Victory for parents

A landmark ruling against the Department of Education
could change the government’s influence on schools
around the country.
In 2010, education officials put pressure on Rivonia
Primary School , Johannesburg, to enrol a grade one pupil .
At the time, the pupil was on the school’s waiting list.
However, the department forced the school to accept the
child. This resulted in a court battle as the school argued
only it and the governing body had the right to decide how
many pupils can be admitted to the school.
Recently, Gerrit Pretorius, a lawyer for the school, explained
that it had become the norm for government to interfere
and over-rule school governing bodies (SGBs).
"It is absolutely clear that capacity is set by the SGB. It is a
burning issue, not just in Gauteng but in other provinces.
With regards to admission policy, there must come a point
[when schools say] ‘We cannot take more’," said Pretorius.
Danny Berger, lawyer for Gauteng’s Education MEC Barbara
Creecy, said SGBs did not have the final say on admission
policies and the setting of schools’ capacity.
He added that these powers could be over-ruled in some
instances, because the MEC was charged with the
responsibility to place every child in a school.
However, the Supreme Court ruled in the school’s favour,
giving it the exclusive right to finalise enrolments without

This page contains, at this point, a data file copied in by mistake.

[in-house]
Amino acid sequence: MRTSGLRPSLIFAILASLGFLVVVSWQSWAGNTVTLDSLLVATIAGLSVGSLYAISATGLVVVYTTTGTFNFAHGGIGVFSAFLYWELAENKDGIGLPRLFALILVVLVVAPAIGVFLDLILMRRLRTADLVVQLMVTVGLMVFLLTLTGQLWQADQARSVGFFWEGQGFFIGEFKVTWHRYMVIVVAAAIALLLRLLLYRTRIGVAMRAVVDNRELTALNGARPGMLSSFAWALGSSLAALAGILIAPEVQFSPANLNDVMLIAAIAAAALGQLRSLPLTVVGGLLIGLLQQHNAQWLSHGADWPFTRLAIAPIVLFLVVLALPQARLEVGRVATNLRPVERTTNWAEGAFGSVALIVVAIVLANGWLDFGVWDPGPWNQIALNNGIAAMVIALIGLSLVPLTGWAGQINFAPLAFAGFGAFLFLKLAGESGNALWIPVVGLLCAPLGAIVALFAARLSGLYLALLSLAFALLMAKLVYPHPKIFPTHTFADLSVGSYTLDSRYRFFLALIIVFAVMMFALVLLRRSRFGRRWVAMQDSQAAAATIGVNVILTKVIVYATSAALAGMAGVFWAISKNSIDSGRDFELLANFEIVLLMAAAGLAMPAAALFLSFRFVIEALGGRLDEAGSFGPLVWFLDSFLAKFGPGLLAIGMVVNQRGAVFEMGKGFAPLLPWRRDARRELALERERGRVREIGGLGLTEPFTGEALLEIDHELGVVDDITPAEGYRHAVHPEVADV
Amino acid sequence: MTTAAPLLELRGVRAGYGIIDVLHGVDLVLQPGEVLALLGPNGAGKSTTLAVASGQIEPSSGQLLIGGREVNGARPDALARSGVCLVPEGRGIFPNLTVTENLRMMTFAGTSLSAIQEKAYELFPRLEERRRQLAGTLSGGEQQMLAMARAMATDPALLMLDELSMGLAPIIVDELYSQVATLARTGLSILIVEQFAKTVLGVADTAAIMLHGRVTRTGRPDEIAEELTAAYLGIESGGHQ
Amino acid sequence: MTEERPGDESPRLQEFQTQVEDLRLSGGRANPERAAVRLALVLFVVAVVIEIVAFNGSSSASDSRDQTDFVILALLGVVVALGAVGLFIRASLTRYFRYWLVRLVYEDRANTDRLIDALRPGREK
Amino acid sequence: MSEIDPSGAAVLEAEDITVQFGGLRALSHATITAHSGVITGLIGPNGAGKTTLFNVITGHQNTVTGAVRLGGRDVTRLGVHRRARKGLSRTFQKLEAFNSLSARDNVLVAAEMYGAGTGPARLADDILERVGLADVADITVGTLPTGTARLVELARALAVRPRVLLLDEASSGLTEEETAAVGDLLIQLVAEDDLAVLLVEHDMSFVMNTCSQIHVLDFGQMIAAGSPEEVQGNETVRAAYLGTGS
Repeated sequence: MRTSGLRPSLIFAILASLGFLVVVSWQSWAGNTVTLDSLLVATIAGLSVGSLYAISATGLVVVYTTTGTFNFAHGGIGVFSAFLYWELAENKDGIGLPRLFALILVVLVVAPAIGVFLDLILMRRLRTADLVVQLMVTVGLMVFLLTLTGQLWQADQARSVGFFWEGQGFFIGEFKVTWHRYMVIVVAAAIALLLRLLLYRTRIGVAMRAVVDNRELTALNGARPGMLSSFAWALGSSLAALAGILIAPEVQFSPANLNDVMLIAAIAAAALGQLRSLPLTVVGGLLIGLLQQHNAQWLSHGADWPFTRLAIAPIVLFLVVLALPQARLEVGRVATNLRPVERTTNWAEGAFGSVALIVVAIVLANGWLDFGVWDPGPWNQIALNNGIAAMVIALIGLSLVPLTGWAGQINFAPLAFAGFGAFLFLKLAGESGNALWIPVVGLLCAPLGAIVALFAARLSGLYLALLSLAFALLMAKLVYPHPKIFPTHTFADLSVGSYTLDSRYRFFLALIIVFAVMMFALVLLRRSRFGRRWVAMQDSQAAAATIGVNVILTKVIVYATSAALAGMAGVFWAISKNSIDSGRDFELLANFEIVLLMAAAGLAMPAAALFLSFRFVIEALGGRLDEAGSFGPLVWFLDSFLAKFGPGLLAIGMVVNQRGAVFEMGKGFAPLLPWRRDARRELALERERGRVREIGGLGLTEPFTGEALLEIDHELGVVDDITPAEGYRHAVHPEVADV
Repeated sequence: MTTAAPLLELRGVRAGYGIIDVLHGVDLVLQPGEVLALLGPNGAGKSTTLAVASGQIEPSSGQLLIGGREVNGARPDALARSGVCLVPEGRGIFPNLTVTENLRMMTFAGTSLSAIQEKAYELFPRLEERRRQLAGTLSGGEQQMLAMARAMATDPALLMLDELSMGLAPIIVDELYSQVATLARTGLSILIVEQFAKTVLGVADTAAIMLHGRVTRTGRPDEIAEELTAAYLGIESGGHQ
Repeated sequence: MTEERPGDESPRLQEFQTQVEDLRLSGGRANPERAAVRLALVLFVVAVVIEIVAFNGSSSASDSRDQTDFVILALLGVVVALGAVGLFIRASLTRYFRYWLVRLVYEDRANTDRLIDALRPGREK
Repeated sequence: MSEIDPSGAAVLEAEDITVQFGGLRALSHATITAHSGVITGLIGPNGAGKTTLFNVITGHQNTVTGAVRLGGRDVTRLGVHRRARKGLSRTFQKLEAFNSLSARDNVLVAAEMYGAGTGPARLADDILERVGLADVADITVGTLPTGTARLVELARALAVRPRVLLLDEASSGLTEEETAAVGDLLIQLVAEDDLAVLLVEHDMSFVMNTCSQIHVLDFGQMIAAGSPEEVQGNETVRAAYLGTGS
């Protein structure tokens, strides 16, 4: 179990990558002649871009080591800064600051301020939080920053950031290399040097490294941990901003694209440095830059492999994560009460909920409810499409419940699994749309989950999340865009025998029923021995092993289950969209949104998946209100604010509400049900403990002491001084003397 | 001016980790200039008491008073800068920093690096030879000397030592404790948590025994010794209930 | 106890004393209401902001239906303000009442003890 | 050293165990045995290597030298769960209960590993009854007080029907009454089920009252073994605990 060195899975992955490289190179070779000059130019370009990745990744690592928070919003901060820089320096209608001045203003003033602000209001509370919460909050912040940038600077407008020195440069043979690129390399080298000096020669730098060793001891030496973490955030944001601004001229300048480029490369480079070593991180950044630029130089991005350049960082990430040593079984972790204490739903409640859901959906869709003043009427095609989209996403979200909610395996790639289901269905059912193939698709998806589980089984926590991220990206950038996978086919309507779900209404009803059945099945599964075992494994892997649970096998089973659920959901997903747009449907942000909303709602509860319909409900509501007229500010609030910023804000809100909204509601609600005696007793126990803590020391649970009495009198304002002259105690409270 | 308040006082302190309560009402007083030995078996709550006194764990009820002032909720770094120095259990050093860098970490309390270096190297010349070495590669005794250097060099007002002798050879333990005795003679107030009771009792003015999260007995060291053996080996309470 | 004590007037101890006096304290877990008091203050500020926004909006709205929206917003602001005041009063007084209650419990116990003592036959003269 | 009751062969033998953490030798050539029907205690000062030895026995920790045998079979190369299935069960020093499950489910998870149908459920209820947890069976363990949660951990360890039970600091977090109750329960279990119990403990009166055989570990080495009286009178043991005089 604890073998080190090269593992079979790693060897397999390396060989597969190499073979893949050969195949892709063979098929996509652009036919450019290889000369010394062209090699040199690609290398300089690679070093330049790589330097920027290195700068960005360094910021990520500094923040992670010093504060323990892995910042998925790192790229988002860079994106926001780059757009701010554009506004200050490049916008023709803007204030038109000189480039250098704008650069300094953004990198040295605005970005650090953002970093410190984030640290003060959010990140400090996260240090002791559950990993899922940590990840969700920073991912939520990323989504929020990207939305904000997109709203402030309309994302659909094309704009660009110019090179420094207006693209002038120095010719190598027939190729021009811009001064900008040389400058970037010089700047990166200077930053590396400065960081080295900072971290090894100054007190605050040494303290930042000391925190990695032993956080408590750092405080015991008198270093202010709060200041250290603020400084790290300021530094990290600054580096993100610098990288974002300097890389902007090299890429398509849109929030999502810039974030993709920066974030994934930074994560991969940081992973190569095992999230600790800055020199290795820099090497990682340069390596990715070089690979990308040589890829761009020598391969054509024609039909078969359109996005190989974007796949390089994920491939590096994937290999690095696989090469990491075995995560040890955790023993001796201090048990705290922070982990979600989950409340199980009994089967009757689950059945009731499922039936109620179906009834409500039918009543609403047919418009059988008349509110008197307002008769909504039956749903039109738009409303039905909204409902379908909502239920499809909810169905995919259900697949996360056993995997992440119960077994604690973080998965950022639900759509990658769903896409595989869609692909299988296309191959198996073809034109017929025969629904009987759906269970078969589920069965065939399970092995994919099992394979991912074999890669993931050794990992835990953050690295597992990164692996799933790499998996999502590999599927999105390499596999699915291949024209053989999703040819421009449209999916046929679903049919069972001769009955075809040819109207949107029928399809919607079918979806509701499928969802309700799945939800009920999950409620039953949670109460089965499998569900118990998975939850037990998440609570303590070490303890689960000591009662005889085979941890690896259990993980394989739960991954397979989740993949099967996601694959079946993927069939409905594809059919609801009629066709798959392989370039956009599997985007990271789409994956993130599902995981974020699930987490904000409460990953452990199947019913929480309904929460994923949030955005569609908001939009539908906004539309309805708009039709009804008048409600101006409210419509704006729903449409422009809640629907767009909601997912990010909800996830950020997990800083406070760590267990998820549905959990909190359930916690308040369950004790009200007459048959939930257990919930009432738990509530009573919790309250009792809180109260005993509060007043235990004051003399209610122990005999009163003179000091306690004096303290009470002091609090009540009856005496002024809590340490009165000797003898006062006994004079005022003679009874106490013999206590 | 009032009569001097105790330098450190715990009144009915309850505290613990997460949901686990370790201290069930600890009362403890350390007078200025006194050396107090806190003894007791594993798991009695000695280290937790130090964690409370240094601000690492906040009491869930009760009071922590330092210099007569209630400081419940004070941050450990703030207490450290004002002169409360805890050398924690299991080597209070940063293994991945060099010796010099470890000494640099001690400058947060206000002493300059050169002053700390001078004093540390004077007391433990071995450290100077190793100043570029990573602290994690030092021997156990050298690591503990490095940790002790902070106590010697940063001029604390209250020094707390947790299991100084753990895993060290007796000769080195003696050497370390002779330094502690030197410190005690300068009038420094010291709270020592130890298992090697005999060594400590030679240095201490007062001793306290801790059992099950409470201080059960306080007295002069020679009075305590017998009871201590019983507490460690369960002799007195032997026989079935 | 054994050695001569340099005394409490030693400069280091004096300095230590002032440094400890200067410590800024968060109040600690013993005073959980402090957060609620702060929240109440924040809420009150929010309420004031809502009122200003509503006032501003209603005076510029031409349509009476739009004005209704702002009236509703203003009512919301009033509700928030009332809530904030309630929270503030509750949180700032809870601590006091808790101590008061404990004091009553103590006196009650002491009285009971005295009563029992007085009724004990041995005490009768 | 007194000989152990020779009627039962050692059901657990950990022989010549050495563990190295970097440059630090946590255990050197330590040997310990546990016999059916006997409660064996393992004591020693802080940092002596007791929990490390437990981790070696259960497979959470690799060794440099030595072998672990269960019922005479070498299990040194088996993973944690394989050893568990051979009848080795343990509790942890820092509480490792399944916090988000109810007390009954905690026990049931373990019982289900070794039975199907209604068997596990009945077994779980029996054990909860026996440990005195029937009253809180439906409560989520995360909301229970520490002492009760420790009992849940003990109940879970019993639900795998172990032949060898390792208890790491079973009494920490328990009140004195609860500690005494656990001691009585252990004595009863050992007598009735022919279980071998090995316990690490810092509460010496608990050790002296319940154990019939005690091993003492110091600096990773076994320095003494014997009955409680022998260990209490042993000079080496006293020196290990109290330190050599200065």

any involvement from the government. Charles Phalane,
spokesman for the Department of Education, said they
were still studying the judgement and a decision would be
made thereafter.
Paul Lategan, who represented the school since the case
began, said history had been made. "The main thing here is
that there is clarity on who determines capacity within a
school. The rules for the governing body should be kept
sacred at all times," he said.
Lategan added that it had been a rollercoaster ride for his
legal team as they had to endure racial abuse at the hands
of bystanders. In addition, Lategan stated the department
had tried to intimidate the school’s principal, Carol Drydale,
by bringing a disciplinary hearing against her.
Lategan states that this was an attempt to get Drysdale to
resign from her post. On wether the school was ready to
take on the government at the Constitutional Court, Lategan
said the school would abide by the law.
"Although we are the victors, the Constitutional Court is
clear on the rules and regulations of this country. It’s sad
that the government had to waste money on this when that
money could have been used to build another school even.
We should have been able to sit down and talk about this as
partners, because educating children is important to the
both of us."


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